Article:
Two football teams have been called the Baltimore Colts. The Original Colts started in the All-American Football Conference as the Miami Seahawks in 1946. A group of Baltimore businessmen bought the Seahawks and moved them to Baltimore for the 1947 season, naming them the Colts. In 1950 the Cleveland Browns, the San Francisco 49ers and the Colts joined the NFL from the crumbling AAFC. After a 1-11 year the Colts folded. In 1953 the NFL formed another “Baltimore Colts” team out of the remnants of the failed NFL Dallas Texans (NOT to be confused with Lamar Hunt’s AFL team of the same name formed in 1960). It was this team, the former NFL Texans, that became the team most fans know as the Baltimore Colts. In 1984 this franchise moved to Indianapolis and is now known as the Indianapolis Colts.
The 1958 Baltimore Colts, with legendary QB John Unitas, running backs Lenny Moore and Alan Ameche and wide receiver Raymond Berry, won a 23-17 overtime classic over the New York Giants to claim their first NFL title. The same teams met in the 1959 Championship Game. Again, Baltimore won, this time by a 31-16 margin.
In 1968 the powerful Colts, coached by a very young Don Shula, went 13-1 in the regular season before winning two playoff games and advancing to Super Bowl III. The 15-1 Colts, three touchdown favorites, were stunned by the New York Jets in what Shula called “his darkest moment.” In 1970, the Colts, now coached by Don McCafferty, compiled an 11-2-1 record. They defeated Cincinnati and Oakland to advance to Super Bowl V in the historic Orange Bowl. The Colts stunning loss in Super Bowl III was still fresh in the minds of their players.
This time lady luck smiled on Baltimore. Starting quarterback John Unitas was knocked out of the game in the first half. But back-up QB Earl Morrall came in and took the Colts to two fourth quarter scores and a 16-13 triumph over the Dallas Cowboys. The Colts won despite committing a record SEVEN Super Bowl turnovers. Finally, Unitas, Morrall and the Colts were Super Bowl Champions! The 1972 Colts were a shadow of the team that won Super Bowl V. Baltimore started the season 1-3. Then, while Miami was defeating San Diego in week #5, the Colts were losing 21-0 to the same Dallas Cowboys team they had defeated in Super Bowl V. The winning coach in that Super Bowl, Don McCafferty, was fired.
Dolphins head coach Don Shula was taking nothing for granted. His Dolphins barely defeated a 2-4 Buffalo team by one point the week before. And he knew from his years in Baltimore that the Colts were a dangerous team when playing at home in Memorial Stadium. Most of all, he knew that John Unitas would have his team ready to play against their old coach (Shula) and their old quarterback, Earl Morrall. The game started perfectly for the undefeated Dolphins. Earl Morrall calmly marched Miami 80 yards down the field. Larry Csonka burst through a small hole and scored from a yard away. Miami had a 7-0 lead. In the second quarter, Miami’s Curtis Johnson broke through the line and blocked a David Lee punt. Larry Ball recovered inside the Colts’ 30. Two plays later, Morrall tossed a lateral pass to wide receiver Marlin Briscoe. Briscoe, who was a starting quarterback when he played for the Denver Broncos, stood up and threw a perfect forward pass to Paul Warfield who was tackled at the one! Again, Larry Csonka ran the final yard foe a touchdown. Yepremian’s extra point was blocked, leaving Miami with a 13-0 lead. Late in the second quarter, Baltimore’s Boris Shlapak tried a 54-yard field goal. Miami’s Lloyd Mumphord blocked it, giving the Dolphins one more chance before halftime. Yepremian made the most of it, converting a 24-yard field goal on the last play of the first half. 16-0, Miami, at halftime. The Dolphins had started the first half with an 80-yard drive for a touchdown. They repeated that feat with another 80-yard touchdown drive to start the second half. Mercury Morris got the final seven yards and Miami was in total control, leading 23-0. The “No Name Defense” took command of the rest of the game, preserving the shutout and dominating Baltimore’s offense. The game ended 23-0. In the Colts’ post game locker room, head coach John Sandusky said “We warned our players all week about Miami’s special teams. Then we give up a blocked punt and a blocked field goal. Our special teams put us in a big hole.” In Miami’s locker, linebacker Mike Kolen, known as “Captain Crunch” for his devastating hits on other players, said “holding your opponent scoreless is something every defense tries to do. When you see a big zero on the scoreboard you know you did your job.”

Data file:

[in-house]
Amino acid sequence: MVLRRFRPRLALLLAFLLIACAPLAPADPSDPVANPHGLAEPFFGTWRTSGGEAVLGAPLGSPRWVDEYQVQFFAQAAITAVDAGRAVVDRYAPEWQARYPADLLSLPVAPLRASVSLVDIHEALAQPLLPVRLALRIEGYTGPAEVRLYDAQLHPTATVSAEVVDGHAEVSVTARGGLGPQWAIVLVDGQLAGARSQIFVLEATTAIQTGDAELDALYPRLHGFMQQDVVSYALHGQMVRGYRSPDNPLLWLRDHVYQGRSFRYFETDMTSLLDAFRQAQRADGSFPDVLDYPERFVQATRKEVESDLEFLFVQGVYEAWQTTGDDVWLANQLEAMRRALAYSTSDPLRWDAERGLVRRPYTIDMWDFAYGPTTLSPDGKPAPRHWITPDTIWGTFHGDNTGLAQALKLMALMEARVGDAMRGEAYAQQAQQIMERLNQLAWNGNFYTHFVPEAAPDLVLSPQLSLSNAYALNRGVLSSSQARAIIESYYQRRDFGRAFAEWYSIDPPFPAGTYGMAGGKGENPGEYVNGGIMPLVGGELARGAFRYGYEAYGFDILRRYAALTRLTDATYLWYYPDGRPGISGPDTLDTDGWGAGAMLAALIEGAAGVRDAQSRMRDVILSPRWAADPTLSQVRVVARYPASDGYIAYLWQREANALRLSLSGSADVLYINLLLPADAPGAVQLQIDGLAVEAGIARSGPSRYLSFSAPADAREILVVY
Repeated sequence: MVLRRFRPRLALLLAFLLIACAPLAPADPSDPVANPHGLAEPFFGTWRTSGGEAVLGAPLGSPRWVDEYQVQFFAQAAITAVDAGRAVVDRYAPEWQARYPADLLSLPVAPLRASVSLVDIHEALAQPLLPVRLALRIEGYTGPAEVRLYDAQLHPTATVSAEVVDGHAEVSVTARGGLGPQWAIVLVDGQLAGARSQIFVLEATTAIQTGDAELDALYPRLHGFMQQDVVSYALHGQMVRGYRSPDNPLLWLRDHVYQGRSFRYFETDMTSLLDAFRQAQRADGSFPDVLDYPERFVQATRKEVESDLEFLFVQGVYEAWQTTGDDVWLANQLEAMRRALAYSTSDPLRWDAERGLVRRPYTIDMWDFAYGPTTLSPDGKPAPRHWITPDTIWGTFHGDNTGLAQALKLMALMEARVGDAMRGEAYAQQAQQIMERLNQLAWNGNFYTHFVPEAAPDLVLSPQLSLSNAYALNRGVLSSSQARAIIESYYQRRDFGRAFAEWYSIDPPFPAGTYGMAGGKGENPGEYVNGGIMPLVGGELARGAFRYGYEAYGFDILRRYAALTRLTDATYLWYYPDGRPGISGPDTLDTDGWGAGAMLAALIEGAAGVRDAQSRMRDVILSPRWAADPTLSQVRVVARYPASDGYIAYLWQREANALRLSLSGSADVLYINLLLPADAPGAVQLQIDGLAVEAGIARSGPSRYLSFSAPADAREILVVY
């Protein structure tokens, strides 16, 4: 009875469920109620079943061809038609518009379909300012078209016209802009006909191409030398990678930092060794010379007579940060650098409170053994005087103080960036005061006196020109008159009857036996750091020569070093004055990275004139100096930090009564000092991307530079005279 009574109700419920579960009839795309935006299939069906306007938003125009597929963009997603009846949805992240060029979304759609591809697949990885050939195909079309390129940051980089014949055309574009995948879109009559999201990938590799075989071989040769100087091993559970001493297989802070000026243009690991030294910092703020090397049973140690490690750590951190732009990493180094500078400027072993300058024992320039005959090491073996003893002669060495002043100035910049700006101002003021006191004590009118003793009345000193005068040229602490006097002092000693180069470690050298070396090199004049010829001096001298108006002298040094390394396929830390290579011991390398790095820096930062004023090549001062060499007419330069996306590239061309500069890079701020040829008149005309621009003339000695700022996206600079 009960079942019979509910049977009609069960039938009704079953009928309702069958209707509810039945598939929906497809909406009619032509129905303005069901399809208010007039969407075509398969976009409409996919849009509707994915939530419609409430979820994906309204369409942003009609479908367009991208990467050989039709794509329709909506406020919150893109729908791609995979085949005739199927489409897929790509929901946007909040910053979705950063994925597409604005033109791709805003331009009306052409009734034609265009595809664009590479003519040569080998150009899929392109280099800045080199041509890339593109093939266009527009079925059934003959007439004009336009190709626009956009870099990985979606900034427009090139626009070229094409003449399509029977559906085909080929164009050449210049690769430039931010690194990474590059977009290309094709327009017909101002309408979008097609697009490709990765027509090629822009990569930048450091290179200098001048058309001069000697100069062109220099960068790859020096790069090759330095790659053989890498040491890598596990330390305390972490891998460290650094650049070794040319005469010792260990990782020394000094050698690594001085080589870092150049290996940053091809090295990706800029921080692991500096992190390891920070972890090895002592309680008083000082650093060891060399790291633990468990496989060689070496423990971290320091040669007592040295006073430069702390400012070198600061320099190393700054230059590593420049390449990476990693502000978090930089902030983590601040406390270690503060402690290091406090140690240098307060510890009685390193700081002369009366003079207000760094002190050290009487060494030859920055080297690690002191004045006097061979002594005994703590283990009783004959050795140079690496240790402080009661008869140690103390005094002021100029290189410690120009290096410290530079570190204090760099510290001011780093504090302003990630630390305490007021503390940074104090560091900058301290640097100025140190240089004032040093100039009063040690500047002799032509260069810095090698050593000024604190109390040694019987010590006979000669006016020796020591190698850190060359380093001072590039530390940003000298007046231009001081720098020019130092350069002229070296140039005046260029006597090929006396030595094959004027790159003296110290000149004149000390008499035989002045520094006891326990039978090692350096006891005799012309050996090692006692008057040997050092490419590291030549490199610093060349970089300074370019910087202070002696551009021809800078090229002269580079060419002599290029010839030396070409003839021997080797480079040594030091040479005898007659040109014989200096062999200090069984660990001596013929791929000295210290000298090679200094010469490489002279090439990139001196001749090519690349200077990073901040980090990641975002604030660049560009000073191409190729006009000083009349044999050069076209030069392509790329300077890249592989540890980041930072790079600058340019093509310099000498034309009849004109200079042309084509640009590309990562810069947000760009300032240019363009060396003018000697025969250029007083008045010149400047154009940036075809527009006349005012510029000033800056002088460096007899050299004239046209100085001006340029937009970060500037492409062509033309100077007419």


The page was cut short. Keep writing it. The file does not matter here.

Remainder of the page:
Next up: another game with the dangerous Buffalo Bills, losers to Miami 24-23 last sunday. This time, the game would be played in Buffalo.